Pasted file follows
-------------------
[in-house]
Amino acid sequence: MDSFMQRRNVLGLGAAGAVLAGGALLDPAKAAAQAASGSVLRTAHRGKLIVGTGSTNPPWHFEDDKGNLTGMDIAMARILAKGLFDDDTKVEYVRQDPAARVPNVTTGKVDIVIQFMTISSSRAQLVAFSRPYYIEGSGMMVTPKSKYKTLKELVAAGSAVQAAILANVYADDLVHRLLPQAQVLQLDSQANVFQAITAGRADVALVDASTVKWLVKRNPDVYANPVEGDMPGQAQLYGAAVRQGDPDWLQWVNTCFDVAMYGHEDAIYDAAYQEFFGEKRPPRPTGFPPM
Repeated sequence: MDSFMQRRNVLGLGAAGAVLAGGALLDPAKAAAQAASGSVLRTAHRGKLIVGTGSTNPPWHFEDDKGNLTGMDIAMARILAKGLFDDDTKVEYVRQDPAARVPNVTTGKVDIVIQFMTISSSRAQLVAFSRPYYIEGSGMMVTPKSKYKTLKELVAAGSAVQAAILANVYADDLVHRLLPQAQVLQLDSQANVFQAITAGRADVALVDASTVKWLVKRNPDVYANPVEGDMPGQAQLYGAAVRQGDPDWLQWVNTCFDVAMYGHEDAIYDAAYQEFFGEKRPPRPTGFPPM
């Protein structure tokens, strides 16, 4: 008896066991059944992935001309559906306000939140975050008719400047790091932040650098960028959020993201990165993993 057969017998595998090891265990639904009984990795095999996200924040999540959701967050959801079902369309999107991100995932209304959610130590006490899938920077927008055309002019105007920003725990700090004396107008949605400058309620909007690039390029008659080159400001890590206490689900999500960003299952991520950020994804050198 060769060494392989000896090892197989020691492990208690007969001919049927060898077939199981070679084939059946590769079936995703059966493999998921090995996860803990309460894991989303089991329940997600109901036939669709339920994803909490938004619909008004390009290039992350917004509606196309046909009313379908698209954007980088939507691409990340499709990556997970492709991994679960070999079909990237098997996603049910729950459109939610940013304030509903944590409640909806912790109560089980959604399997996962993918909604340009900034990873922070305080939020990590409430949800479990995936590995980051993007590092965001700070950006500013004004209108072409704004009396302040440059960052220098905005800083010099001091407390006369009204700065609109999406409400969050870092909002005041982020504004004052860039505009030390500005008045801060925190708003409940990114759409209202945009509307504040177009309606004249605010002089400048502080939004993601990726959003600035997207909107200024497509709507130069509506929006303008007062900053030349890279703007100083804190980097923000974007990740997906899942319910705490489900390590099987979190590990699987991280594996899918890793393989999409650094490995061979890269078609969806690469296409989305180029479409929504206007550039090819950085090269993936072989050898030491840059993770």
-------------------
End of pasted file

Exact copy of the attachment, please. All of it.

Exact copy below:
[in-house]
Amino acid sequence: MDSFMQRRNVLGLGAAGAVLAGGALLDPAKAAAQAASGSVLRTAHRGKLIVGTGSTNPPWHFEDDKGNLTGMDIAMARILAKGLFDDDTKVEYVRQDPAARVPNVTTGKVDIVIQFMTISSSRAQLVAFSRPYYIEGSGMMVTPKSKYKTLKELVAAGSAVQAAILANVYADDLVHRLLPQAQVLQLDSQANVFQAITAGRADVALVDASTVKWLVKRNPDVYANPVEGDMPGQAQLYGAAVRQGDPDWLQWVNTCFDVAMYGHEDAIYDAAYQEFFGEKRPPRPTGFPPM
Repeated sequence: MDSFMQRRNVLGLGAAGAVLAGGALLDPAKAAAQAASGSVLRTAHRGKLIVGTGSTNPPWHFEDDKGNLTGMDIAMARILAKGLFDDDTKVEYVRQDPAARVPNVTTGKVDIVIQFMTISSSRAQLVAFSRPYYIEGSGMMVTPKSKYKTLKELVAAGSAVQAAILANVYADDLVHRLLPQAQVLQLDSQANVFQAITAGRADVALVDASTVKWLVKRNPDVYANPVEGDMPGQAQLYGAAVRQGDPDWLQWVNTCFDVAMYGHEDAIYDAAYQEFFGEKRPPRPTGFPPM
């Protein structure tokens, strides 16, 4: 008896066991059944992935001309559906306000939140975050008719400047790091932040650098960028959020993201990165993993 057969017998595998090891265990639904009984990795095999996200924040999540959701967050959801079902369309999107991100995932209304959610130590006490899938920077927008055309002019105007920003725990700090004396107008949605400058309620909007690039390029008659080159400001890590206490689900999500960003299952991520950020994804050198 060769060494392989000896090892197989020691492990208690007969001919049927060898077939199981070679084939059946590769079936995703059966493999998921090995996860803990309460894991989303089991329940997600109901036939669709339920994803909490938004619909008004390009290039992350917004509606196309046909009313379908698209954007980088939507691409990340499709990556997970492709991994679960070999079909990237098997996603049910729950459109939610940013304030509903944590409640909806912790109560089980959604399997996962993918909604340009900034990873922070305080939020990590409430949800479990995936590995980051993007590092965001700070950006500013004004209108072409704004009396302040440059960052220098905005800083010099001091407390006369009204700065609109999406409400969050870092909002005041982020504004004052860039505009030390500005008045801060925190708003409940990114759409209202945009509307504040177009309606004249605010002089400048502080939004993601990726959003600035997207909107200024497509709507130069509506929006303008007062900053030349890279703007100083804190980097923000974007990740997906899942319910705490489900390590099987979190590990699987991280594996899918890793393989999409650094490995061979890269078609969806690469296409989305180029479409929504206007550039090819950085090269993936072989050898030491840059993770």